This project explores various spatial and organizational strategies through the use of horizontal banding in order to address issues of scale, adaptability, programmatic distribution, and privacy. The two units are visually separated by an entrance court but are unified under a vernacularly sensitive gable roof. Longitudinally, this gable roof compresses the user’s experience toward the southeast side of the site and slowly rises to the southwest as the user walks toward the entrance, demarcating an outdoor circulation path that is different from the public street at the front of the house. Horizontal banding, such as this roof condition and circulation route, suggest the negotiation of layers of privacy throughout the house while large articulated window bays offer moments of transparency across the facade.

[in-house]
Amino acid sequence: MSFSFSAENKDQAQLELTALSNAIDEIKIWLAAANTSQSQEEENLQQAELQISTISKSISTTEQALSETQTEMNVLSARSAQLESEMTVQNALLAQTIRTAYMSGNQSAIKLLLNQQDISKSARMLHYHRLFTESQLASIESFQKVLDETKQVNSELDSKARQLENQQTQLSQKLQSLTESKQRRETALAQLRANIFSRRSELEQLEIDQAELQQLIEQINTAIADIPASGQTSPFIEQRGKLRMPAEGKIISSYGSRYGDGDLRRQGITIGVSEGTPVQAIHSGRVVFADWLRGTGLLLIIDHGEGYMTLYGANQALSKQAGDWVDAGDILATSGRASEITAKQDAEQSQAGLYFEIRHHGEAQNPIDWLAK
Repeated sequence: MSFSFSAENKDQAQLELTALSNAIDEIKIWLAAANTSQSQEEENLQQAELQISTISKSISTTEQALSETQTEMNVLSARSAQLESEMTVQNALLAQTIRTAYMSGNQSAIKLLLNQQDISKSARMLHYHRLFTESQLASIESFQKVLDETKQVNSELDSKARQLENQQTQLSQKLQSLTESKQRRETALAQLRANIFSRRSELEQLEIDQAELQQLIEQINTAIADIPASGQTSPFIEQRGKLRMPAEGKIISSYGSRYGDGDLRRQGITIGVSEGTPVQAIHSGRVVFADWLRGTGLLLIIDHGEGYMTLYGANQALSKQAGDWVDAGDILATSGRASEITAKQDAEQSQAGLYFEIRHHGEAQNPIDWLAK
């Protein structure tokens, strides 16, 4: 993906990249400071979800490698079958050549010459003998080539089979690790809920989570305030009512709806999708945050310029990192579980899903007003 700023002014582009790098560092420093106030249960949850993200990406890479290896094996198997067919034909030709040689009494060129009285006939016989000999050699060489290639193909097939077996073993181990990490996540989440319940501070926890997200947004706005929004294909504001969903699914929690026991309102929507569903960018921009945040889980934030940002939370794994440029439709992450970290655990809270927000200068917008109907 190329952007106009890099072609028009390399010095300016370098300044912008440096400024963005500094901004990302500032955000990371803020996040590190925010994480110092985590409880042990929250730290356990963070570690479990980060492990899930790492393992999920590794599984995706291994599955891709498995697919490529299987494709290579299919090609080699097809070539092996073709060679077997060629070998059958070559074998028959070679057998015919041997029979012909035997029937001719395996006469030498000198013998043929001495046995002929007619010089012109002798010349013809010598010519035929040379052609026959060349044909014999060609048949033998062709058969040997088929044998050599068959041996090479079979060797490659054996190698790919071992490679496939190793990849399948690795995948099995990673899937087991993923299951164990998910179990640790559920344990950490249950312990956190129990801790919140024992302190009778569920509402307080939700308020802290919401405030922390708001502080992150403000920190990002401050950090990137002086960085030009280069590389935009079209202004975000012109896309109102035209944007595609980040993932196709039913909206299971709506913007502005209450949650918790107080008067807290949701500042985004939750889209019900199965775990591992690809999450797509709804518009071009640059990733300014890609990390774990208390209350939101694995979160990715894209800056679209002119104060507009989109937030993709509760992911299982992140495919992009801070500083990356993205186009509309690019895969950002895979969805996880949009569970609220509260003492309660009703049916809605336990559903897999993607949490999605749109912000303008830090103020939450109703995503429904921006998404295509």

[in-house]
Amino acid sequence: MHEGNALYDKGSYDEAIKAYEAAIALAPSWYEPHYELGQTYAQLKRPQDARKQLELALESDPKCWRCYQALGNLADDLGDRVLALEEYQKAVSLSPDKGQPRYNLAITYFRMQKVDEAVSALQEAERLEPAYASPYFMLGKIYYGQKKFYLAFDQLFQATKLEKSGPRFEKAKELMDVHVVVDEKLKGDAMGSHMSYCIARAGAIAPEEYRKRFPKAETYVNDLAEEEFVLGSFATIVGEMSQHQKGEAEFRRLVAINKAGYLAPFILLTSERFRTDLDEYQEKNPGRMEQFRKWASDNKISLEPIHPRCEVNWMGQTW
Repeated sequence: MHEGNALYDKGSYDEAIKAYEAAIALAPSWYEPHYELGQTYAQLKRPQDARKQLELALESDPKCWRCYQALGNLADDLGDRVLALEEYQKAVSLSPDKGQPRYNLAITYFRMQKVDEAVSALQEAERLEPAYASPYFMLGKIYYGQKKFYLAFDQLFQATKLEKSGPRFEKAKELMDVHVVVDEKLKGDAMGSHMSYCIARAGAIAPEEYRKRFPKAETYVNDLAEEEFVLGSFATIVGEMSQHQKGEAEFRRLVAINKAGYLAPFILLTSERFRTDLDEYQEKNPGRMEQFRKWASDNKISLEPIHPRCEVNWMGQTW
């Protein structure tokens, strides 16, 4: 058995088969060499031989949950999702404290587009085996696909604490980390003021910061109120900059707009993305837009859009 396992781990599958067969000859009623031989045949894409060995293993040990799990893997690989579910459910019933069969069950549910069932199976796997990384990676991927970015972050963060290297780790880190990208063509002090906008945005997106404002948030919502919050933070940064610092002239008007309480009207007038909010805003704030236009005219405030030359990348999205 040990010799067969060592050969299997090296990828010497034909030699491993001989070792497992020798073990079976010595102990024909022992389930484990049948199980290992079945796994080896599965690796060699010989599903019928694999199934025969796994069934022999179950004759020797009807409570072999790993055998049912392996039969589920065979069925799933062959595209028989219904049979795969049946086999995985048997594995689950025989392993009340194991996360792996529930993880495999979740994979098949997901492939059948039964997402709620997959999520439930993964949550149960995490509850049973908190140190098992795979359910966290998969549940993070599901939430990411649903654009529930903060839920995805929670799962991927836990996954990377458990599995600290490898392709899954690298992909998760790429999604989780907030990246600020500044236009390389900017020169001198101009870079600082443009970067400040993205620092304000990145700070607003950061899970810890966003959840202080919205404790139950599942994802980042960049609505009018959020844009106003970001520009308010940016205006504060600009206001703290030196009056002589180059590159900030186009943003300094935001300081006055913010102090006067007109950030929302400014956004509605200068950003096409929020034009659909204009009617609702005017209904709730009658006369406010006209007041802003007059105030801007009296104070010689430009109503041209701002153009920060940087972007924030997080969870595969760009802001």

On the interior, circulation and service systems are pushed to the perimeter of the house, resulting in an open central space on the ground floor. The family unit’s second floor bedrooms create an inverse condition, occupying the central area and creating a varying sectional condition of both single and double-height space in the center of the house.